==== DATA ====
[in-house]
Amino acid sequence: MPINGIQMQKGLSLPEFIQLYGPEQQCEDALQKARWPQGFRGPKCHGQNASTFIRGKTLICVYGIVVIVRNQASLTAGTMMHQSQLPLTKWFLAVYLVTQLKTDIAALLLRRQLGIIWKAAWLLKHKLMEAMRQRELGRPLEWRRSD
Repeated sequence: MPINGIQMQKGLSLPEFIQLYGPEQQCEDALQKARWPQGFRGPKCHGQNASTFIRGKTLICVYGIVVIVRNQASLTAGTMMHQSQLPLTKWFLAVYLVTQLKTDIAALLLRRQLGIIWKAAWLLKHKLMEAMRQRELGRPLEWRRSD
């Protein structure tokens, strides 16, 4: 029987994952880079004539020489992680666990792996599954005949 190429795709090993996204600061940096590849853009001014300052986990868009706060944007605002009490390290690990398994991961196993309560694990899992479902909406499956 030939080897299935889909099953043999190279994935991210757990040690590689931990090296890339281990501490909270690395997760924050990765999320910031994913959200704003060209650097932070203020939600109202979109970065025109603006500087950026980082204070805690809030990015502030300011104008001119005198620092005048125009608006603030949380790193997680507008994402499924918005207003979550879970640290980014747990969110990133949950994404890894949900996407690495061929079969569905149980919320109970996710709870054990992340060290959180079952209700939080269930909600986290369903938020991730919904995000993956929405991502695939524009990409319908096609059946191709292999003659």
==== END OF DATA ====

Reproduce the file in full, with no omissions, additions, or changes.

[in-house]
Amino acid sequence: MPINGIQMQKGLSLPEFIQLYGPEQQCEDALQKARWPQGFRGPKCHGQNASTFIRGKTLICVYGIVVIVRNQASLTAGTMMHQSQLPLTKWFLAVYLVTQLKTDIAALLLRRQLGIIWKAAWLLKHKLMEAMRQRELGRPLEWRRSD
Repeated sequence: MPINGIQMQKGLSLPEFIQLYGPEQQCEDALQKARWPQGFRGPKCHGQNASTFIRGKTLICVYGIVVIVRNQASLTAGTMMHQSQLPLTKWFLAVYLVTQLKTDIAALLLRRQLGIIWKAAWLLKHKLMEAMRQRELGRPLEWRRSD
């Protein structure tokens, strides 16, 4: 029987994952880079004539020489992680666990792996599954005949 190429795709090993996204600061940096590849853009001014300052986990868009706060944007605002009490390290690990398994991961196993309560694990899992479902909406499956 030939080897299935889909099953043999190279994935991210757990040690590689931990090296890339281990501490909270690395997760924050990765999320910031994913959200704003060209650097932070203020939600109202979109970065025109603006500087950026980082204070805690809030990015502030300011104008001119005198620092005048125009608006603030949380790193997680507008994402499924918005207003979550879970640290980014747990969110990133949950994404890894949900996407690495061929079969569905149980919320109970996710709870054990992340060290959180079952209700939080269930909600986290369903938020991730919904995000993956929405991502695939524009990409319908096609059946191709292999003659």